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Spring Allergies: A Survival Guide

Spring Allergies: A Survival Guide

Springtime is finally here. A time when the weather gets warmer, the days get longer, and the flowers start to bloom. Unfortunately, spring is also one of the busiest times of year for allergies. For many people, spring allergies can be a real nuisance. Fortunately, there are some things you can do to help prevent and minimize your symptoms.

From pollen to mold, allergies can come from a variety of sources. Regardless of what is causing you to sneeze and sniffle, this survival guide may help you get a handle on your seasonal allergies.

What Causes Springtime Allergies?

Have you ever gotten ready to enjoy a beautiful spring day only to be hit with a runny nose and watery eyes? As you step outside, you’ll probably notice your driveway and car are blanketed with a yellow powder. That powder is pollen, and it’s one of the most common spring allergy triggers.

Pollen can come from various sources, including trees, grasses, and weeds. While pollen is necessary for the reproduction of plants, it can be a real problem for people with a pollen allergy.

Pollen particles are tiny and light, which means they can easily get into your nose and lungs. When this happens, your body views the pollen as a foreign invader and triggers an immune response.

However, your allergies may not be caused by pollen alone. Other common allergy triggers include:

  • Dust mites
  • Animal dander
  • Mold spores

What Can I Do to Prevent Spring Allergies?

If you suffer from spring allergies, a lovely day can quickly turn into a miserable one. As a result, you may be tempted to stay inside until spring is over. But it doesn’t have to be this way. There are some things you can do to control your symptoms. 

1. Understand Your Triggers

The first step in preventing spring allergies is to understand your triggers. If you know what causes your symptoms, you can begin to take steps to avoid them.

If you aren’t sure what’s triggering your allergies, consider keeping an allergy journal. This is a record of the foods you eat, your activities, and how you feel. After a few weeks, you may start to see patterns emerge. In addition, an allergist can do skin or blood tests to determine the underlying cause of your allergies.

2. Reduce Your Exposure

Once you know what triggers your spring allergies, you can take steps to reduce your exposure. For example, If pollen is your trigger, you may want to:

  • Stay indoors on days when pollen counts are high
  • Wear a hat and sunglasses when you go outside
  • Avoid mowing the lawn or playing in fields of grass
  • Keep windows and doors closed

3. Clean Regularly

Dust, mold, and animal dander can also trigger allergies. Keeping a clean and tidy home can help reduce exposure to these triggers. Things like regularly changing the sheets, vacuuming, and dusting can make a big difference.

While cleaning, it is easy to become exposed to what you are trying to avoid. To reduce your exposure, try wearing a mask and gloves while cleaning. Also, keep the humidity in your home low using a dehumidifier.

4. Take Antihistamines

Taking an antihistamine may help prevent spring allergies by reducing the histamines in your body. There are many over-the-counter antihistamines available, but it is always good to speak to your allergist before taking any medication.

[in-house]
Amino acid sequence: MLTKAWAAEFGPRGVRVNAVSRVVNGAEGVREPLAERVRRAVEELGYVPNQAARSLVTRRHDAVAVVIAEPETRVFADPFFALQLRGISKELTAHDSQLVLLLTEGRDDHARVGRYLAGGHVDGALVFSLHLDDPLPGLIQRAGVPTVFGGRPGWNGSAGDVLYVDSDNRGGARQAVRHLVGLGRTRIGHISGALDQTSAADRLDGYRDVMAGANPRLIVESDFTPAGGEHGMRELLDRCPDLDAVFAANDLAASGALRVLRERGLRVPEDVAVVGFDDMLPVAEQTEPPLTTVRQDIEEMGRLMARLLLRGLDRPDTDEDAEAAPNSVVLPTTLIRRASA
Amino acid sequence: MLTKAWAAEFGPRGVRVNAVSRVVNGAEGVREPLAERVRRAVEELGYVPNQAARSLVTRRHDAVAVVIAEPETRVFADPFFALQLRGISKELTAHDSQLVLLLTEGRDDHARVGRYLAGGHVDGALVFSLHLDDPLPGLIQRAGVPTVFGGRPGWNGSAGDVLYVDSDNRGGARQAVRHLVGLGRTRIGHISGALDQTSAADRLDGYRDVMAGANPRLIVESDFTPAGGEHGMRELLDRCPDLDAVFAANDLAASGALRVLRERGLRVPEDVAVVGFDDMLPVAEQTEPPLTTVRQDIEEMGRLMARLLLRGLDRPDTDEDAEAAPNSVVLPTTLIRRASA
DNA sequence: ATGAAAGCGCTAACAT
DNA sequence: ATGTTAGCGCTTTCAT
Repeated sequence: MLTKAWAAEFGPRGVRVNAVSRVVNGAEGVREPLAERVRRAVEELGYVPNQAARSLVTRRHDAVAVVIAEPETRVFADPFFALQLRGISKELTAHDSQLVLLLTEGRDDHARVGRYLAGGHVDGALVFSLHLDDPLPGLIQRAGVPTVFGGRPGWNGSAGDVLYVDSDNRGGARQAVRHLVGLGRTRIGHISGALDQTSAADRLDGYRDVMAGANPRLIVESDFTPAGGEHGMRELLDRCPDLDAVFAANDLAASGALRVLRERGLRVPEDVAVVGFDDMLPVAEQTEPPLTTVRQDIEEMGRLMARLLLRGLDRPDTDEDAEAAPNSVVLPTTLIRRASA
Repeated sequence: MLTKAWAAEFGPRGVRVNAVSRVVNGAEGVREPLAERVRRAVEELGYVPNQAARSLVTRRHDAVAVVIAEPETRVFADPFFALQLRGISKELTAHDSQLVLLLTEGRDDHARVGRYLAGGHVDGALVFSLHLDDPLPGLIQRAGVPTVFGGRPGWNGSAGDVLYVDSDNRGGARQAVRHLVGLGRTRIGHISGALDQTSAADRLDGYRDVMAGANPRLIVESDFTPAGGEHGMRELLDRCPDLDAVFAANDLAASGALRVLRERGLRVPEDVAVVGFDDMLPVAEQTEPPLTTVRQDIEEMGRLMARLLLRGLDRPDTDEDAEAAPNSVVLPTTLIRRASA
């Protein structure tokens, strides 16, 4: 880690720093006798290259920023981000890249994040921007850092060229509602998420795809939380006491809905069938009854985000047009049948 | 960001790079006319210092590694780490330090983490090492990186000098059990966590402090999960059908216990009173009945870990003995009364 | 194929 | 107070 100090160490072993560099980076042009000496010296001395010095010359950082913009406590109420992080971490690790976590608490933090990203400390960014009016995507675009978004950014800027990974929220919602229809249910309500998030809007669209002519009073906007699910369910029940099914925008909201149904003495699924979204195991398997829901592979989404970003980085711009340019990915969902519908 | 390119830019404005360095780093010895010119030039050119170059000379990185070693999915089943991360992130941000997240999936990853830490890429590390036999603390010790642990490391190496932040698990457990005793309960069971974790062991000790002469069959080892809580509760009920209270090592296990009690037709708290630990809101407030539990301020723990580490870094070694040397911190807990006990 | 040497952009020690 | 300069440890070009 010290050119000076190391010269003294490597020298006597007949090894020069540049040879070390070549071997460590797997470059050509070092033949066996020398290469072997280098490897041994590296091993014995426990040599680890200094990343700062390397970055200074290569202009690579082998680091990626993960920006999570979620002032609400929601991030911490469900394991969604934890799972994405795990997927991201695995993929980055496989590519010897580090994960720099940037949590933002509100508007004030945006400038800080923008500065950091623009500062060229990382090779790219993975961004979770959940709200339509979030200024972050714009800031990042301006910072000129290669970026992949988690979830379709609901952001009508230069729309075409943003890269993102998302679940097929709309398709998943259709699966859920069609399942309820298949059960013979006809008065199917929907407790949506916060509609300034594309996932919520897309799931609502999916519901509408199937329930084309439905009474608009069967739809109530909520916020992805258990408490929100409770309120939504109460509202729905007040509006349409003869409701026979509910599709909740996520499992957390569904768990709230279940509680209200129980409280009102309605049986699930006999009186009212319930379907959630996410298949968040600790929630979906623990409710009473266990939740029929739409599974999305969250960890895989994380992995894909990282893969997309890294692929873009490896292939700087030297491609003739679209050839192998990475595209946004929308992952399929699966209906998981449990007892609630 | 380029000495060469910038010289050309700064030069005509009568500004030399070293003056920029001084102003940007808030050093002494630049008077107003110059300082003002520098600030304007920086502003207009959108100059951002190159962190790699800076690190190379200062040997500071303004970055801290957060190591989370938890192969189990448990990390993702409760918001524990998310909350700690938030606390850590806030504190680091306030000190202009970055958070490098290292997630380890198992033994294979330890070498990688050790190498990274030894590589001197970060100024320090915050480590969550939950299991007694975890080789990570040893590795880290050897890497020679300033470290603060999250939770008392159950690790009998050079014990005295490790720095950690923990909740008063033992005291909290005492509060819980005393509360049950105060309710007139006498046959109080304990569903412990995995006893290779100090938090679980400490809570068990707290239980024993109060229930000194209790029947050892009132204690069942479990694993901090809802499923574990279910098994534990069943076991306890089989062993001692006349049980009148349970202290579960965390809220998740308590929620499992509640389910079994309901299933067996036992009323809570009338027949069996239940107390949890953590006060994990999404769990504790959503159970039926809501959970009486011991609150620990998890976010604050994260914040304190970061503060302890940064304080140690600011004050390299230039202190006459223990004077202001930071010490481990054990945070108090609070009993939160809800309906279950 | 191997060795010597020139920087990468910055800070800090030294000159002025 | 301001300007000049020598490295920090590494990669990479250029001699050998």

Taking an antihistamine daily before your symptoms start may help reduce the severity of your spring allergies.

What Can I Do If My Allergies Start?

While cleaning, limiting your exposure, and taking antihistamines can help prevent spring allergies, there is no guarantee that you will be symptom-free. However, if your spring allergies do start, these tips may help you find relief

1. Stay Hydrated

If you begin to experience a runny nose, congestion, or sneezing, it is important to stay hydrated. Drinking lots of water will help thin the mucus in your nose and make it easier to breathe. Furthermore, avoid beverages containing alcohol or caffeine, which can worsen your allergy symptoms.

2. Use Nasal Sprays

If you are struggling with a stuffy nose, nasal sprays may help. Saline sprays work to moisten the inside of your nose and help clear out any irritants. Using a neti pot with a saline solution is another option for clearing the nasal passages.

3. Take a Warm Bath or Shower

Taking a warm bath or shower not only helps wash away the allergens on your skin, but the steam can also help open your nasal passages. As you shower, take slow, deep breaths to allow the steam to reach your sinuses.

4. Apply a Cold Compress

A cold compress can help relieve allergy symptoms such as puffy eyes, a runny nose, sinus pressure, and congestion. Simply apply a cold, damp cloth or ice pack to the affected area for a few minutes at a time.

Treat Springtime Allergies At Northeast Allergy

While avoiding your triggers, taking antihistamines, and using at-home remedies can help lessen your spring allergies, visiting an allergist is the best way to find relief.

Northeast Allergy is devoted to identifying and treating even the most difficult allergies. Through our comprehensive testing and personalized therapies, we can help you find relief so you can enjoy the spring season. Contact us to request an appointment today.

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